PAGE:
A new study from the University of Florida checked the blood alcohol levels of college students leaving bars after a night on the town and found that those who’d mixed energy drinks with alcohol were three times more likely to be highly intoxicated than those who drank alcohol only – and four times more likely to drive afterwards — despite having an average blood alcohol level (0.109) well above the legal limit (0.08).
Rather than countering the effects of alcohol, caffeine merely reduces the feeling of drowsiness, leading students to drink more while perceiving themselves to be less intoxicated than they are.
Bill Quigley at truthout.org reports on the plight of three earthquake victims:
Before, I was a mechanic in a garage. Where I worked was destroyed. There is no work since the quake. We heard other camps got bags of rice. In our camp, nothing. I ask friends for food. Sometimes someone will give us something to eat.
I cannot tell you exactly what is going to happen next. I am not the Lord. I think it is going to get worse for us in the camps. We need tents and food. We need water and school and jobs. We need help to find a place to stay. The rain is coming soon. Water is going to come and our babies will lose their lives.
Jeremy Hance @ Mongabay.com
A new study in the Environmental Research Letter finds that the Peruvian Amazon is being overrun by the oil and gas industries. According to the study 41 percent of the Peruvian Amazon is currently covered by 52 active oil and gas concessions, nearly six times as much land as was covered in 2003.
The authors say that what’s even more worrisome is that many of today’s concessions infringe on state protected areas and indigenous lands.
Jeremy Hance @ Mongabay.com reports on a new study…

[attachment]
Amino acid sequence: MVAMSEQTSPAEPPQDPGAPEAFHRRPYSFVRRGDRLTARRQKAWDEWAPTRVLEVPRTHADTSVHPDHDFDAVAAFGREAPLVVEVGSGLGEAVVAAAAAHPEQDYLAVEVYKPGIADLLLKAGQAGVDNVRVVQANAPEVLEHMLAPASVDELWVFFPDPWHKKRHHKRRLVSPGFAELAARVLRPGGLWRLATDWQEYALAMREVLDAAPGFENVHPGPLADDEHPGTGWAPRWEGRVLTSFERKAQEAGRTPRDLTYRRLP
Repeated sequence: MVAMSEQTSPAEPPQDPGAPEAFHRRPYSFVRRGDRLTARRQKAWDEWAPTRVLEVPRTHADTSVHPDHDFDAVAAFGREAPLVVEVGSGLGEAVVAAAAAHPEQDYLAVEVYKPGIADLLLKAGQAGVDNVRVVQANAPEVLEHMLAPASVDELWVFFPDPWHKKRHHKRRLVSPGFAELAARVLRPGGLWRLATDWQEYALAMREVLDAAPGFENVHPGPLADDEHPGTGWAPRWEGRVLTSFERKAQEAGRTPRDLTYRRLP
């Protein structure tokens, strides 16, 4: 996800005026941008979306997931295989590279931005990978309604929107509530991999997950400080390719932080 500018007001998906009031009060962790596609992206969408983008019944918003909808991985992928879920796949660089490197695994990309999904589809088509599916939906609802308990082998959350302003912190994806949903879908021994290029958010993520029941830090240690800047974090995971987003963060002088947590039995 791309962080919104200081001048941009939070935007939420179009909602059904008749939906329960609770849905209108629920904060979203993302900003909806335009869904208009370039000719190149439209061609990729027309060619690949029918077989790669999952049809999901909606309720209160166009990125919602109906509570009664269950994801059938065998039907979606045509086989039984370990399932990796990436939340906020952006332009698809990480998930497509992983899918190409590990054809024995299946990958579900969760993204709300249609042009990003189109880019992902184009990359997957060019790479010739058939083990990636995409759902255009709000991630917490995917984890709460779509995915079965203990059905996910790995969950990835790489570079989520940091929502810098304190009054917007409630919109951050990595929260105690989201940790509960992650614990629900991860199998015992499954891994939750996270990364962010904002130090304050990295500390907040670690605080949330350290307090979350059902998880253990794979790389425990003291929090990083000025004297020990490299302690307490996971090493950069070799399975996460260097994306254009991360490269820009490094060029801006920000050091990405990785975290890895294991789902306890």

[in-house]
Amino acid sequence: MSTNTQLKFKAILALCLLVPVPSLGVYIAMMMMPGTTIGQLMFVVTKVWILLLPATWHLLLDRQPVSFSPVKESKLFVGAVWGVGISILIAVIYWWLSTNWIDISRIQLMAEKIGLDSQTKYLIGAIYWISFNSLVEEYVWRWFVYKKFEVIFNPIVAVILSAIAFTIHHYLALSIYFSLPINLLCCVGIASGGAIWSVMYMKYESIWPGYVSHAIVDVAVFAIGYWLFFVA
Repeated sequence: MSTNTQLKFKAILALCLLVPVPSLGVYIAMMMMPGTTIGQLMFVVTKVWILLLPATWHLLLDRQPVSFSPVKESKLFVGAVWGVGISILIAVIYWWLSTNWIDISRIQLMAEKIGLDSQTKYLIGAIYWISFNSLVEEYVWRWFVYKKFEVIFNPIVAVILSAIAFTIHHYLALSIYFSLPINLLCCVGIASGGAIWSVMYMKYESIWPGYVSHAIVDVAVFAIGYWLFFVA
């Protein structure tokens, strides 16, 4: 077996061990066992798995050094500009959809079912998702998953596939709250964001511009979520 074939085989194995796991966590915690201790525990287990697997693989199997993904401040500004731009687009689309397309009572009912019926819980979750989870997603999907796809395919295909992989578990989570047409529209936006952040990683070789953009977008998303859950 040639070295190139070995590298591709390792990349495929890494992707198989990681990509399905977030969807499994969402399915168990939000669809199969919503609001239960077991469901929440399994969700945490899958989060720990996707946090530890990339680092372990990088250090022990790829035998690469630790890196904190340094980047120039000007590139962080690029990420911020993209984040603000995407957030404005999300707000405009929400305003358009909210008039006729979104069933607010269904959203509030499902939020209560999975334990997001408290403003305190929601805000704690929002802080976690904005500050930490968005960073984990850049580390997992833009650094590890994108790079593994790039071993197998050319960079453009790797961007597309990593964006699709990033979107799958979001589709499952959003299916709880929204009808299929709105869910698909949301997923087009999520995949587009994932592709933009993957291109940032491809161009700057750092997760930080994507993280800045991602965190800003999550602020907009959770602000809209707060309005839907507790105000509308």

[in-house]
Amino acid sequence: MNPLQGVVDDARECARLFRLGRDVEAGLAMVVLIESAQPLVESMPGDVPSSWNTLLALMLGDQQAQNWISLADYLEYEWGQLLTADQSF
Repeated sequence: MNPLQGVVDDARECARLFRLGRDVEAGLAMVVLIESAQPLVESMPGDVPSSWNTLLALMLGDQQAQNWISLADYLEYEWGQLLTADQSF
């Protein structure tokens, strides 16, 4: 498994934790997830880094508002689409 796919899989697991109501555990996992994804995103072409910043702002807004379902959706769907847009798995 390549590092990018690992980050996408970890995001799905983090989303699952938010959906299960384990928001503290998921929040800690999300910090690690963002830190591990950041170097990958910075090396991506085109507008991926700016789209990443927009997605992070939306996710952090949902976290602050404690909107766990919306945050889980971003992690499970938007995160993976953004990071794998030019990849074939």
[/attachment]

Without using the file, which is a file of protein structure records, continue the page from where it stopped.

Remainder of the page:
The standard explanation is that big seeds beat out small seeds everywhere that the big seeds arrive—but that just isn’t always the case… Big seeds don’t necessarily do any better than small seeds when conditions are good. Where big seeds really have the advantage is in stressful conditions like shade or drought—small seeds often can’t make it at all at stressful sites. In contrast, small-seeded species have an advantage at favorable sites, just because they’ve got more seeds in the game.
The Washington Independent continues its coverage of the human and environmental costs of coal mining in Appalachia:
Jeff Biggers, a civil rights activist and cultural historian, watched helplessly a dozen years ago as the hollers of Eagle Creek, Illinois — a corner of the Shawnee National Forest and his family’s home for roughly 200 years — were blasted away, the forested hills bulldozed under by companies intent on harvesting the lucrative coal seams beneath — a scene from Avatar playing out in real time.
The tragic episode launched Biggers on a decade-long examination of the history of the coal industry’s impact on local communities — not only the environmental imprint, but the effects on culture, health and family history as well. The result is “Reckoning at Eagle Creek — The Secret Legacy of Coal in the Heartland,” released last week, in which Biggers describes the industry’s utter disregard for everything standing between it and the coal it wants out of the ground…
A converted Toyota Scion xB, appearing at the annual meeting of the American Association for the Advancement of Science represents the first demonstration of vehicle-to-grid (V2G) technology, enabling the owner to sell stored energy back to the grid while the car is parked.
RealClimate takes a long look at which IPCC errors are real, which are not, and what it all means for the IPCC and climate science in general. In conclusion:
Overall then, the IPCC assessment reports reflect the state of scientific knowledge very well. There have been a few isolated errors, and these have been acknowledged and corrected. What is seriously amiss is something else: the public perception of the IPCC, and of climate science in general, has been massively distorted by the recent media storm. All of these various “gates” – Climategate, Amazongate, Seagate, Africagate, etc., do not represent scandals of the IPCC or of climate science.
Rather, they are the embarrassing battle-cries of a media scandal, in which a few journalists have misled the public with grossly overblown or entirely fabricated pseudogates, and many others have naively and willingly followed along without seeing through the scam. It is not up to us as climate scientists to clear up this mess – it is up to the media world itself to put this right again, e.g. by publishing proper analysis pieces like the one of Tim Holmes and by issuing formal corrections of their mistaken reporting. We will follow with great interest whether the media world has the professional and moral integrity to correct its own errors.